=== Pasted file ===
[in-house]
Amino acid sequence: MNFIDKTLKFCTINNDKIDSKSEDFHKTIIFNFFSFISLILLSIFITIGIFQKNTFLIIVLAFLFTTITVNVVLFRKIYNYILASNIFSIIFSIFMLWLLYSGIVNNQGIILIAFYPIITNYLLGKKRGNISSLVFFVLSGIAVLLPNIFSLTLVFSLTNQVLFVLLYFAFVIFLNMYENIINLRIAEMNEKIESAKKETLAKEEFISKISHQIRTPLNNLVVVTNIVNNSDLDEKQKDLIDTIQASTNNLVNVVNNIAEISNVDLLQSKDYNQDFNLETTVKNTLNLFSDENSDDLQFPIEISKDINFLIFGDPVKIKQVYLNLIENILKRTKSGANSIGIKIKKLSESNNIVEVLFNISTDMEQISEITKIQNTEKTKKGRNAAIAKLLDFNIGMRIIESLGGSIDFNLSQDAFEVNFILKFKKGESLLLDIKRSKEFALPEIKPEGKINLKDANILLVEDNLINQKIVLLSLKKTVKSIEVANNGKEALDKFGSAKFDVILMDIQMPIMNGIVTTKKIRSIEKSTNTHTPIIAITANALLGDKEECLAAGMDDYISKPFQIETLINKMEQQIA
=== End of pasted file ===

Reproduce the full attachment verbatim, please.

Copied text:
[in-house]
Amino acid sequence: MNFIDKTLKFCTINNDKIDSKSEDFHKTIIFNFFSFISLILLSIFITIGIFQKNTFLIIVLAFLFTTITVNVVLFRKIYNYILASNIFSIIFSIFMLWLLYSGIVNNQGIILIAFYPIITNYLLGKKRGNISSLVFFVLSGIAVLLPNIFSLTLVFSLTNQVLFVLLYFAFVIFLNMYENIINLRIAEMNEKIESAKKETLAKEEFISKISHQIRTPLNNLVVVTNIVNNSDLDEKQKDLIDTIQASTNNLVNVVNNIAEISNVDLLQSKDYNQDFNLETTVKNTLNLFSDENSDDLQFPIEISKDINFLIFGDPVKIKQVYLNLIENILKRTKSGANSIGIKIKKLSESNNIVEVLFNISTDMEQISEITKIQNTEKTKKGRNAAIAKLLDFNIGMRIIESLGGSIDFNLSQDAFEVNFILKFKKGESLLLDIKRSKEFALPEIKPEGKINLKDANILLVEDNLINQKIVLLSLKKTVKSIEVANNGKEALDKFGSAKFDVILMDIQMPIMNGIVTTKKIRSIEKSTNTHTPIIAITANALLGDKEECLAAGMDDYISKPFQIETLINKMEQQIA